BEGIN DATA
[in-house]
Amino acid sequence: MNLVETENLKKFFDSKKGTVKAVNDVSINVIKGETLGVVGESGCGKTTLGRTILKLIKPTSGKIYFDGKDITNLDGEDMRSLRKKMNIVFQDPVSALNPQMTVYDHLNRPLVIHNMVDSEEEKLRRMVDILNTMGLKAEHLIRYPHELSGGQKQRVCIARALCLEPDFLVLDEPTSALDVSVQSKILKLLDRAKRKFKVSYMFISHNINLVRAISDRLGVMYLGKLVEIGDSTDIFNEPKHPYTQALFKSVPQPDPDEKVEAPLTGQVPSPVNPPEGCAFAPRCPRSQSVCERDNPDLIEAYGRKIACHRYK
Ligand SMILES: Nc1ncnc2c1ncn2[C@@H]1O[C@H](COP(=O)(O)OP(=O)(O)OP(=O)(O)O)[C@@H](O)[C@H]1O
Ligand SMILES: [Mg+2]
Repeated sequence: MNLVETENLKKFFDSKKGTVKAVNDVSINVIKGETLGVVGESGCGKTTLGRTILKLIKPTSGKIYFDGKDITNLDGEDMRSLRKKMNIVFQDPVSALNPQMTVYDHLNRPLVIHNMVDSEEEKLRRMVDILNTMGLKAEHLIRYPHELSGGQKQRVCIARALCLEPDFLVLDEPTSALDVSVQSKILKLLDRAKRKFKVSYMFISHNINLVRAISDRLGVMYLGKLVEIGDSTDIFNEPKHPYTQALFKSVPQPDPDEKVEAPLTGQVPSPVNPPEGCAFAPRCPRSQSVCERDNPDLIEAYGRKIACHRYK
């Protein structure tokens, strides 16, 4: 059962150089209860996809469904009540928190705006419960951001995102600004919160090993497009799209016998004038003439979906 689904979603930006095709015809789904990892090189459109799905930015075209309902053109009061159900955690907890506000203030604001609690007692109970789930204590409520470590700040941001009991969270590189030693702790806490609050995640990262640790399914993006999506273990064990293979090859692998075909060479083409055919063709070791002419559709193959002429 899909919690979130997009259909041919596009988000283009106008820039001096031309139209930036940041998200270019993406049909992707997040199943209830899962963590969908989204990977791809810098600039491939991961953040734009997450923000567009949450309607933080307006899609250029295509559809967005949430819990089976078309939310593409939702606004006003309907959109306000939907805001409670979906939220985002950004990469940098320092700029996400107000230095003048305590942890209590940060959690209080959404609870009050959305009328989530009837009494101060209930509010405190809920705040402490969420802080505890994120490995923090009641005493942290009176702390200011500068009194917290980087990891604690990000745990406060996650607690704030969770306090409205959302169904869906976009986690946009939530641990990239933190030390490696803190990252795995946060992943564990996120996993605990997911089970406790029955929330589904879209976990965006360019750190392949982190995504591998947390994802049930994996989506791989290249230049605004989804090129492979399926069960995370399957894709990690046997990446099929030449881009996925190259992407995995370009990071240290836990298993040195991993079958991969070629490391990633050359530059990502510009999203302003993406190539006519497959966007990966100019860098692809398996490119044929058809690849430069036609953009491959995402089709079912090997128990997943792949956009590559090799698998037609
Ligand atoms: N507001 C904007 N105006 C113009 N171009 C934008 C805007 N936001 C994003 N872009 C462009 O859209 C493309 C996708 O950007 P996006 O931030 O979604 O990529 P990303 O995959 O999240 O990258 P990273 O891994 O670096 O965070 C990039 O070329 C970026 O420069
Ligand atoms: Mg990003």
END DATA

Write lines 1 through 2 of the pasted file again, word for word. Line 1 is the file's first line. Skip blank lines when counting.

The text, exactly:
[in-house]
Amino acid sequence: MNLVETENLKKFFDSKKGTVKAVNDVSINVIKGETLGVVGESGCGKTTLGRTILKLIKPTSGKIYFDGKDITNLDGEDMRSLRKKMNIVFQDPVSALNPQMTVYDHLNRPLVIHNMVDSEEEKLRRMVDILNTMGLKAEHLIRYPHELSGGQKQRVCIARALCLEPDFLVLDEPTSALDVSVQSKILKLLDRAKRKFKVSYMFISHNINLVRAISDRLGVMYLGKLVEIGDSTDIFNEPKHPYTQALFKSVPQPDPDEKVEAPLTGQVPSPVNPPEGCAFAPRCPRSQSVCERDNPDLIEAYGRKIACHRYK